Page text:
Debbie McFadden

Debbie McFadden

Want to know more about Debbie McFadden? Get her official bio, social pages & articles on Q106.5!Full Bio


"Rocketman" vs."Rhapsody"

The unexpected achievements of the film, Bohemian Rhapsody, are a matter of record: It's the most successful music biopic ever at the box office, having taken nearly $1 billion worldwide; it won four Oscars, including Rami Malek’s Best Actor statue for his portrayal of

Next on the release list is Rocketman, the story of Elton John, which arrives on May 31.

  • Inevitably, it will be compared to Bohemian Rhapsody– both stories are about flamboyant gay British singers who found their fame in the ’70s.
  • Both lead roles are played by rising-star actors: Malek as Mercury and Taron Egerton as John.
  • Both productions even faced challenges with the lead actor’s teeth: Malek ended up using a false set of choppers & Egerton ended up using his own teeth while painting in the gap

Even with those similarities, many eyes will focus directly on the dollars and cents, and the minds behind those eyes will ask: “How much will Rocketman make?”

Egerton was recently asked the same question. “I'm at peace with however much money it makes," he told theHollywood Reporter. "But I hope it does really, really well. If it made half of [Bohemian Rhapsody], it would be terrific for my career."

Sadly for Egerton, there are several reasons why that’s unlikely. While both movies had a relatively similar budget (just more than $50 million for Bohemian Rhapsody, a little more than $40 million for Rocketman), they’re not starting from anything like the same position.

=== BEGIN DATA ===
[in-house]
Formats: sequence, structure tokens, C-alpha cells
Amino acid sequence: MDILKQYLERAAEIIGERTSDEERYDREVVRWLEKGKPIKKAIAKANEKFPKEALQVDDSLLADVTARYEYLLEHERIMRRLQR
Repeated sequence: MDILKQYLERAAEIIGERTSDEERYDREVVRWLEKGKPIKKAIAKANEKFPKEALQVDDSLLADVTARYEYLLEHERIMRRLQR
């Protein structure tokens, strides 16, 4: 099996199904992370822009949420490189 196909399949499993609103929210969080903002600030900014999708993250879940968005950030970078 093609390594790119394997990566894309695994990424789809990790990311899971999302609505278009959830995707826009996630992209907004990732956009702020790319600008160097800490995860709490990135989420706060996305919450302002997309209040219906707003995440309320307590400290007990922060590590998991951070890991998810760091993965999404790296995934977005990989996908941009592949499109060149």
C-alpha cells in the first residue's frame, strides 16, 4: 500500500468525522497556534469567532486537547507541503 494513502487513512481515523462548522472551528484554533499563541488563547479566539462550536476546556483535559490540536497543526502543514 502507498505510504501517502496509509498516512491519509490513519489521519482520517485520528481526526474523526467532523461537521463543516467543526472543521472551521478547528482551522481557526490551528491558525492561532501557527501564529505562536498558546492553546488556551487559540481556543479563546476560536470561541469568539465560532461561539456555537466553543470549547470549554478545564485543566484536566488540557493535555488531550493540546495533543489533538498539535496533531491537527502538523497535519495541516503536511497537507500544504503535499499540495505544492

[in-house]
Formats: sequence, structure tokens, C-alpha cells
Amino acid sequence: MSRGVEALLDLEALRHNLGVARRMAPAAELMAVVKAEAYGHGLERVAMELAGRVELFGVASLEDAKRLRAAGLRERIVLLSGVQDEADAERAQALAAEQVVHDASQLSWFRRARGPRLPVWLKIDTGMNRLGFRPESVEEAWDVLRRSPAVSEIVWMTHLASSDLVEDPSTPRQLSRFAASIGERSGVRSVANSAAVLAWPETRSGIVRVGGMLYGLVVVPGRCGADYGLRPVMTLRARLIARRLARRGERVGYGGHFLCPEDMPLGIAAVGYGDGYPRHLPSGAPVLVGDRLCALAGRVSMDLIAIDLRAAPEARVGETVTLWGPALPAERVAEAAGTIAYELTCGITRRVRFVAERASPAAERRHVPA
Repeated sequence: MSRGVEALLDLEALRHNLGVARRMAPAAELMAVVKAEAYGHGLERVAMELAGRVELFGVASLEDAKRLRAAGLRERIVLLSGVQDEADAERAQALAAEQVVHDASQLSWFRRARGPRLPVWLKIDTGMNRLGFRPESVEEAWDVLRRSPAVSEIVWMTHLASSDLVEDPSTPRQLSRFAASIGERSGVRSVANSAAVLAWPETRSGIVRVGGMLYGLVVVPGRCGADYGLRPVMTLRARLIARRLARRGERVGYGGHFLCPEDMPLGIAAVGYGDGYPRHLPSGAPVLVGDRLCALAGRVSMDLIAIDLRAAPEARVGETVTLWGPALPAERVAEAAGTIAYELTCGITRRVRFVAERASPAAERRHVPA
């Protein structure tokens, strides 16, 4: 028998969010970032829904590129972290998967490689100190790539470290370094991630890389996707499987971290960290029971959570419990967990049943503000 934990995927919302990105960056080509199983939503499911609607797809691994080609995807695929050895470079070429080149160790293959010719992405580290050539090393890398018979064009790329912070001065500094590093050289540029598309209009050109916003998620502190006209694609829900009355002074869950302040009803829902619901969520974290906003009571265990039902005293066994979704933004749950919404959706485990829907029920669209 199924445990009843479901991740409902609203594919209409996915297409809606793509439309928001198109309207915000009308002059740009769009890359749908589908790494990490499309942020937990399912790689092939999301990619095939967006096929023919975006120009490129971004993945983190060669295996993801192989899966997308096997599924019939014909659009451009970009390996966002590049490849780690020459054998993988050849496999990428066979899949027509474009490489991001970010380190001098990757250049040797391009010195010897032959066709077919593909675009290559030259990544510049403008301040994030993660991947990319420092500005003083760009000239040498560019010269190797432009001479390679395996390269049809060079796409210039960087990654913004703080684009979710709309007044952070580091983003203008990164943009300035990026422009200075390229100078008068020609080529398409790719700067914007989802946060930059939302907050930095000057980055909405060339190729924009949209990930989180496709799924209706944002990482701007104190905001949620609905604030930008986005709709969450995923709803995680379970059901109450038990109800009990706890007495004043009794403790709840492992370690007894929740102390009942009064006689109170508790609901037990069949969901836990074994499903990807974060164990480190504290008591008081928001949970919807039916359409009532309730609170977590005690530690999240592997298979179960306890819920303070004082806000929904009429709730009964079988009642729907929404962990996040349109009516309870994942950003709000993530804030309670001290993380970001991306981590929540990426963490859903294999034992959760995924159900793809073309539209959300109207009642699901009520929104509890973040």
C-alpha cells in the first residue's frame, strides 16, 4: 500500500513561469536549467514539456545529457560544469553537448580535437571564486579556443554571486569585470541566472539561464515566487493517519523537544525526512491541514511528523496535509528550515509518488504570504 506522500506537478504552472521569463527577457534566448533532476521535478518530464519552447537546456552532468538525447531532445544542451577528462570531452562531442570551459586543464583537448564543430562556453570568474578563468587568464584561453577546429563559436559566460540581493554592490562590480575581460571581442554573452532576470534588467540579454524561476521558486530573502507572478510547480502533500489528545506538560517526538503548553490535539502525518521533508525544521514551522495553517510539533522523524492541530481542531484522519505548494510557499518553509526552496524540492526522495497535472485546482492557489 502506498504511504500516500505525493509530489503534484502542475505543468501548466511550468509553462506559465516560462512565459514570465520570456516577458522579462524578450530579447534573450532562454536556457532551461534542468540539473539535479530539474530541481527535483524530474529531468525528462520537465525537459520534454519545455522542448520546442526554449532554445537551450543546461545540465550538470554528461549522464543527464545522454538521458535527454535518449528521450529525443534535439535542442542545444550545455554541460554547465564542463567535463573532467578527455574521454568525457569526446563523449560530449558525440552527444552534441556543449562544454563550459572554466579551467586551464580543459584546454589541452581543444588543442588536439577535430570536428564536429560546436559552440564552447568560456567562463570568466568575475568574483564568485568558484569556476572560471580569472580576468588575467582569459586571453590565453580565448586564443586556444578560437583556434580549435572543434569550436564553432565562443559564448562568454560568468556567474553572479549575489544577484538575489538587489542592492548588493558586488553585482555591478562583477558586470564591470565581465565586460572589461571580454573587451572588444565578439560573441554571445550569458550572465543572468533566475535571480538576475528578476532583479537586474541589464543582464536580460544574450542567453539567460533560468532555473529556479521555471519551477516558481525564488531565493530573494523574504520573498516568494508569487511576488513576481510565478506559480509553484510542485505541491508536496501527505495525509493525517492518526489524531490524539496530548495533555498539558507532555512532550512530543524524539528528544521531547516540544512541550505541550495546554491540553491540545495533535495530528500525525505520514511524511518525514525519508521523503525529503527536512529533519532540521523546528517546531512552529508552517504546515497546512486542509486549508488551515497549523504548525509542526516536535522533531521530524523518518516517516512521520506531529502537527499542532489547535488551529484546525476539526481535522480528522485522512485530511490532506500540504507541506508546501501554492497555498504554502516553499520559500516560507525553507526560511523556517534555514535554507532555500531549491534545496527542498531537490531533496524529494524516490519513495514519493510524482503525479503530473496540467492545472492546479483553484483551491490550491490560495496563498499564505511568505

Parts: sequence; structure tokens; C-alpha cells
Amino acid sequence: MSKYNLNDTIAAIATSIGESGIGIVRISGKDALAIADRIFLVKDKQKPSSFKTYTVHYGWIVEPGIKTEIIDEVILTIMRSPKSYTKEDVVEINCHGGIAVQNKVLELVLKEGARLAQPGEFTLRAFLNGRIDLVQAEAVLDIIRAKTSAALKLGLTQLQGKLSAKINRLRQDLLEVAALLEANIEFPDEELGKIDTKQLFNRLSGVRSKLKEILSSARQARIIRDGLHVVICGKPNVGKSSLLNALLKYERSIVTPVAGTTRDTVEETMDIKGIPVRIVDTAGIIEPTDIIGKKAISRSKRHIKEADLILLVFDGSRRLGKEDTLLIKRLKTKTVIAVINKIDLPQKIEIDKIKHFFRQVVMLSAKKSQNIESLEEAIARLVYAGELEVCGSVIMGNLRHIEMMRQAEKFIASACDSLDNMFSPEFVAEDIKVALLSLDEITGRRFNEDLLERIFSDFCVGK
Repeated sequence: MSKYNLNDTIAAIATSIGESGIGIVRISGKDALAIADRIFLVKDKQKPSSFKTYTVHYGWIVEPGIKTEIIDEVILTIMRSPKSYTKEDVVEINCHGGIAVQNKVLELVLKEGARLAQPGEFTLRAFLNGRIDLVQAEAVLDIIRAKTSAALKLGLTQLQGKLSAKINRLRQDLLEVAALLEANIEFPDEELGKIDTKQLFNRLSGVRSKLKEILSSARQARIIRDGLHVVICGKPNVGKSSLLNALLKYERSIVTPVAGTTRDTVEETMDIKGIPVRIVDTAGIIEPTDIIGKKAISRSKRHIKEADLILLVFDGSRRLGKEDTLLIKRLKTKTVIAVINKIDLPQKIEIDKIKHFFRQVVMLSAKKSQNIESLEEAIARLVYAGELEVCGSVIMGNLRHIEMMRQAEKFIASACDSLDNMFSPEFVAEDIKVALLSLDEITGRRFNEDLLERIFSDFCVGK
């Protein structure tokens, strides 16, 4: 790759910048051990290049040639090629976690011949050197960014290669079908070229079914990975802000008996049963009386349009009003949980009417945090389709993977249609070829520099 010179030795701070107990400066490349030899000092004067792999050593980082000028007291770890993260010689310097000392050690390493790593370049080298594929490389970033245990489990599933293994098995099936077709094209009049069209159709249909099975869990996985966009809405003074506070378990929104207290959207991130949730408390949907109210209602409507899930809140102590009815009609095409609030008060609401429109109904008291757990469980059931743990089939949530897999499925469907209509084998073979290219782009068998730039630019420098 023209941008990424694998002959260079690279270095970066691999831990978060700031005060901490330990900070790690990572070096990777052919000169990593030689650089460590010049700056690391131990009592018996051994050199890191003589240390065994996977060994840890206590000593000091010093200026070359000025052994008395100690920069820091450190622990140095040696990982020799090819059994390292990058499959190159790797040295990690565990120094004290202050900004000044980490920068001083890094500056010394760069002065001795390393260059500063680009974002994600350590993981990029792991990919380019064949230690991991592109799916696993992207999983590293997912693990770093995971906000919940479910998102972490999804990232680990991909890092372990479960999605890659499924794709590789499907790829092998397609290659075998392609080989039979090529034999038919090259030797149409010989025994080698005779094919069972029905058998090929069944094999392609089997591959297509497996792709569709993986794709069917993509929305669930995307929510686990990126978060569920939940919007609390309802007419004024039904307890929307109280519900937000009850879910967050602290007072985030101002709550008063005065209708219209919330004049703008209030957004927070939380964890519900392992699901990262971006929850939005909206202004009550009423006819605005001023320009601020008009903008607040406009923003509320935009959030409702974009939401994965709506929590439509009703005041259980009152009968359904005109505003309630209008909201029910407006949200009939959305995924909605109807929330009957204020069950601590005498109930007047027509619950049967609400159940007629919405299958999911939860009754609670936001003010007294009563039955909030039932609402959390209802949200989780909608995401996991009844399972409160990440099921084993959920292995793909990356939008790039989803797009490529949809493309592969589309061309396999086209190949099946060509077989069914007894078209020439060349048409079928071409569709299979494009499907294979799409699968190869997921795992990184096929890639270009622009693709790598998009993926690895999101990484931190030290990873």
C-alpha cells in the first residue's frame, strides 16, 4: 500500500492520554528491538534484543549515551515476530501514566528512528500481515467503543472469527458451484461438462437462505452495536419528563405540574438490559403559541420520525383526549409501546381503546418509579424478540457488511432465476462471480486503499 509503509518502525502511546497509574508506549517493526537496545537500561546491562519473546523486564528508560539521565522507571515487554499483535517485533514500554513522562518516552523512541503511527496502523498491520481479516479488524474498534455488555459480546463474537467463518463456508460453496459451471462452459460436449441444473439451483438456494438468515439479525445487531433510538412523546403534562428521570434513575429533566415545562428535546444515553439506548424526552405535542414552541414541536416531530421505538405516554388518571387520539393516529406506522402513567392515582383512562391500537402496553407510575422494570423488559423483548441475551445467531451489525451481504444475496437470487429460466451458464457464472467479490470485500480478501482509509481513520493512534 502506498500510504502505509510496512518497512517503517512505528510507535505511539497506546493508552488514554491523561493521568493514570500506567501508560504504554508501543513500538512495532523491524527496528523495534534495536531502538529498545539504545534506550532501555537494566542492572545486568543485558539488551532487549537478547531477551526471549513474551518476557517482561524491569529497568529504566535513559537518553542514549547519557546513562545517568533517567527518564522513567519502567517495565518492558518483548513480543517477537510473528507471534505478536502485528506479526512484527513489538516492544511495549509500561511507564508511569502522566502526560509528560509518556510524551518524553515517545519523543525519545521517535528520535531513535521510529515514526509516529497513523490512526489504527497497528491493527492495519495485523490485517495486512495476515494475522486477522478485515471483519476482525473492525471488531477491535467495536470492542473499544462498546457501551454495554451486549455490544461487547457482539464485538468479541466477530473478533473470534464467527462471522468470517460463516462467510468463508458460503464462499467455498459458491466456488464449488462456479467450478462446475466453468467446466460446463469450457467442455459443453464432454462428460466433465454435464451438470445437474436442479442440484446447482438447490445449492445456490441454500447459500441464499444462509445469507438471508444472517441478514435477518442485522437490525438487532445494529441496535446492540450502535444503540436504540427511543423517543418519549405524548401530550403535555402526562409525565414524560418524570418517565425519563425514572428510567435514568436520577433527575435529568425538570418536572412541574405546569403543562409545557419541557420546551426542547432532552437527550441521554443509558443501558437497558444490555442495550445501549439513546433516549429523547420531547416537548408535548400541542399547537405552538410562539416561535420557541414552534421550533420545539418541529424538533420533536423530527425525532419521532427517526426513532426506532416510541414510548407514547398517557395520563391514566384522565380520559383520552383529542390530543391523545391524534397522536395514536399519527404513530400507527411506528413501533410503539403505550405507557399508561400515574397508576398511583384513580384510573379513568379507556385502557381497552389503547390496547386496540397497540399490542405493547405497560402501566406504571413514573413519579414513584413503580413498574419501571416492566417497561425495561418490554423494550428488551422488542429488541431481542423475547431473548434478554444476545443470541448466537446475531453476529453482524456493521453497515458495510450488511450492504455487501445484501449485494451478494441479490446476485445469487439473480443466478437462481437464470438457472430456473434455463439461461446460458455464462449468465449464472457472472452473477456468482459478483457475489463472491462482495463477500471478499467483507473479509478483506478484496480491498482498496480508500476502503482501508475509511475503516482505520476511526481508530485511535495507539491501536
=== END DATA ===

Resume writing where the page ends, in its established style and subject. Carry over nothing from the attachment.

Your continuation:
The biggest hurdle for the John story is its R rating, imposed as a result of several creative decisions including a gay sex scene. The of all time is 2004’s The Passion of the Christ, which took $612 million at the box office globally – which is indeed more than half of the PG-13-rated Bohemian Rhapsody’s $903 million.

Yet even in the era of superhero blockbusters, 2016’s could manage only $783 million with its R rating, and its sequel made $785 million.

Ane then there’s the fact that Mercury has been dead since 1991. The death of a popular icon often elevates them to a form of sainthood, meaning that a biopic can become something of a hagiography. With John still among the living, never having stopped making music and currently touring the world on his farewell road trip, it could be argued that his true value hasn’t yet been realized among the general public – and it’s the general public, not die-hard fans, who will push movie ticket sales up.

Source: Ultimate Classic Rock

Sponsored Content

Sponsored Content